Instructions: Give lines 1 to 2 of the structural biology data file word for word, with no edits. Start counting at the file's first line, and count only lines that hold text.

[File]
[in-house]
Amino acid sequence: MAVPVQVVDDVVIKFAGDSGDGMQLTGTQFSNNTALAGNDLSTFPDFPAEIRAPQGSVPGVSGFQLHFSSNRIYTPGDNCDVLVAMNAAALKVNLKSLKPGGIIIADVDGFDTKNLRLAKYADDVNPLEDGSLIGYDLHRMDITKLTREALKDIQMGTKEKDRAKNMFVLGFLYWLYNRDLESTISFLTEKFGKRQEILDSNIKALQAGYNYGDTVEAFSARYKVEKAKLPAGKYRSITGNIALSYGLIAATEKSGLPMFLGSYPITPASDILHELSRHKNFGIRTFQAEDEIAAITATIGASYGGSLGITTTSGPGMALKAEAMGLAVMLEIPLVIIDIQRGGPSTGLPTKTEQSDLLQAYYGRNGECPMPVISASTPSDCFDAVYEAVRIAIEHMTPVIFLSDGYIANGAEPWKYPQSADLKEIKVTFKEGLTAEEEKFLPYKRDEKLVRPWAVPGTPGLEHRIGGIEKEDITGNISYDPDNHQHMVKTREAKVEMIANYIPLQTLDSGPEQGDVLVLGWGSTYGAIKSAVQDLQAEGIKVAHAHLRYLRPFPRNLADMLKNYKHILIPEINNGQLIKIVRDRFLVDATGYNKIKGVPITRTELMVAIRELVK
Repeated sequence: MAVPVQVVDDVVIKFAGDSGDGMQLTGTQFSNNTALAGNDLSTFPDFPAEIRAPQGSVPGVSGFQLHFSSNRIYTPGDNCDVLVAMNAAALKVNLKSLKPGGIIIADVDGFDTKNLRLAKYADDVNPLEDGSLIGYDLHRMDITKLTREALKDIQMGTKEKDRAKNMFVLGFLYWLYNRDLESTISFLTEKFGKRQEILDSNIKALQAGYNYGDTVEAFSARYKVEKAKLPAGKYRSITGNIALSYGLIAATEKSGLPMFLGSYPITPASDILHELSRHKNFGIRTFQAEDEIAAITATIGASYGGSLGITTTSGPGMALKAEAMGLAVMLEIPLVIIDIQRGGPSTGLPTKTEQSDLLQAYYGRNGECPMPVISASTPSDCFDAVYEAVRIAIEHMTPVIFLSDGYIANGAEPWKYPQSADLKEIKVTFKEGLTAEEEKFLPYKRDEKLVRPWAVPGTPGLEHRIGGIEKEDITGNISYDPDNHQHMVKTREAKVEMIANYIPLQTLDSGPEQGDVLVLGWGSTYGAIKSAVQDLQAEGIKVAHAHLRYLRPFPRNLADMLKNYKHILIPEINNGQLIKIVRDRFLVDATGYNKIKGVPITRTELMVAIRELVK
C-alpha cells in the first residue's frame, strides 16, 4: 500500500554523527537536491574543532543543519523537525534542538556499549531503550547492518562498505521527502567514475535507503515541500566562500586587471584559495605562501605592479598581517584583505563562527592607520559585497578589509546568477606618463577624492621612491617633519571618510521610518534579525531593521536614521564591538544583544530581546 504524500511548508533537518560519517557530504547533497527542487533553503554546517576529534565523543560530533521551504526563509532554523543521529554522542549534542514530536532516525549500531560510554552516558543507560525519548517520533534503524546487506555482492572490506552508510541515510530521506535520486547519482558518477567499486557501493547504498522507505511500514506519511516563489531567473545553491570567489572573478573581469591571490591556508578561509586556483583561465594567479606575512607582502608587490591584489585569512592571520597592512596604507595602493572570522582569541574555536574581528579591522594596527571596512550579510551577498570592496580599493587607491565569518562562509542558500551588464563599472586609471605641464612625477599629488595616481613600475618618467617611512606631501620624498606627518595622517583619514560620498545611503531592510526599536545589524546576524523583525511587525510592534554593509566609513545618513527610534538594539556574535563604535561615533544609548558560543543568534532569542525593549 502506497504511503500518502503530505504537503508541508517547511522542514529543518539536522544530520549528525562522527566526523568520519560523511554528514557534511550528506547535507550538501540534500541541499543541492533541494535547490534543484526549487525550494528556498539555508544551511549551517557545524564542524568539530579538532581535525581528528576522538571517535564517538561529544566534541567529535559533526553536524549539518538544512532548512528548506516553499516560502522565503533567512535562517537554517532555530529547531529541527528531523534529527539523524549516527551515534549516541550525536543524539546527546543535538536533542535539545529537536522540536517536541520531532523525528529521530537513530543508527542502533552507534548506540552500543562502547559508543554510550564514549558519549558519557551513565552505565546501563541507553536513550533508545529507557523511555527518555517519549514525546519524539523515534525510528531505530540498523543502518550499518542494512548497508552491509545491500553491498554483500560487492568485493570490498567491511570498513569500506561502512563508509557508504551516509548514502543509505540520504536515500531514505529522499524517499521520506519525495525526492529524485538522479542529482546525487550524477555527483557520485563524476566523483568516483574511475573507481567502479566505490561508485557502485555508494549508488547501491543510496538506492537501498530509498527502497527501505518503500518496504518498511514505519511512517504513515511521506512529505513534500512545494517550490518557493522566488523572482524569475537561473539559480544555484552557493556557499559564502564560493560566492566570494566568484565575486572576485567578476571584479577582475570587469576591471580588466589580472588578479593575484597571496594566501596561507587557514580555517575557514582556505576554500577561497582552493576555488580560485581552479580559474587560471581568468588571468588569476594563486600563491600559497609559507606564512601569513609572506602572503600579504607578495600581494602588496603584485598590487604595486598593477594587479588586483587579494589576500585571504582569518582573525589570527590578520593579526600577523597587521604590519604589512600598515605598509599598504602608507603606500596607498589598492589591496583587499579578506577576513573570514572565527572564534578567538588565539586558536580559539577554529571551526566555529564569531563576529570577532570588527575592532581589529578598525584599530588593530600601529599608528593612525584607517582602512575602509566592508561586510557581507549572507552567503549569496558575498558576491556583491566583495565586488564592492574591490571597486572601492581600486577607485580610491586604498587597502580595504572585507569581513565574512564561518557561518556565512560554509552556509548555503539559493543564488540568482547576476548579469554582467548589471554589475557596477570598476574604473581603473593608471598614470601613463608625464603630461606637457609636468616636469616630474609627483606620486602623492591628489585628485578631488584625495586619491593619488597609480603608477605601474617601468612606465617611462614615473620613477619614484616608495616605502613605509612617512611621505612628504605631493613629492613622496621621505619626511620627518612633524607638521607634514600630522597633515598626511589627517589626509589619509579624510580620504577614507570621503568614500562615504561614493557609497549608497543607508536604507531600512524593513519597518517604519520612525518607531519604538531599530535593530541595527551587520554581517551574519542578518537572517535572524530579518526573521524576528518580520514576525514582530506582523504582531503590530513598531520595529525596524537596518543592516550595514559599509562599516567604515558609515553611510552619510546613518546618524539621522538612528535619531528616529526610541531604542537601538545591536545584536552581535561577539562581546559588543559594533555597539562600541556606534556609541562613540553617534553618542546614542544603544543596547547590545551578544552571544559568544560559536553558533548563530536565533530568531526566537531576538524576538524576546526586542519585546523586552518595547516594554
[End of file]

[in-house]
Amino acid sequence: MAVPVQVVDDVVIKFAGDSGDGMQLTGTQFSNNTALAGNDLSTFPDFPAEIRAPQGSVPGVSGFQLHFSSNRIYTPGDNCDVLVAMNAAALKVNLKSLKPGGIIIADVDGFDTKNLRLAKYADDVNPLEDGSLIGYDLHRMDITKLTREALKDIQMGTKEKDRAKNMFVLGFLYWLYNRDLESTISFLTEKFGKRQEILDSNIKALQAGYNYGDTVEAFSARYKVEKAKLPAGKYRSITGNIALSYGLIAATEKSGLPMFLGSYPITPASDILHELSRHKNFGIRTFQAEDEIAAITATIGASYGGSLGITTTSGPGMALKAEAMGLAVMLEIPLVIIDIQRGGPSTGLPTKTEQSDLLQAYYGRNGECPMPVISASTPSDCFDAVYEAVRIAIEHMTPVIFLSDGYIANGAEPWKYPQSADLKEIKVTFKEGLTAEEEKFLPYKRDEKLVRPWAVPGTPGLEHRIGGIEKEDITGNISYDPDNHQHMVKTREAKVEMIANYIPLQTLDSGPEQGDVLVLGWGSTYGAIKSAVQDLQAEGIKVAHAHLRYLRPFPRNLADMLKNYKHILIPEINNGQLIKIVRDRFLVDATGYNKIKGVPITRTELMVAIRELVK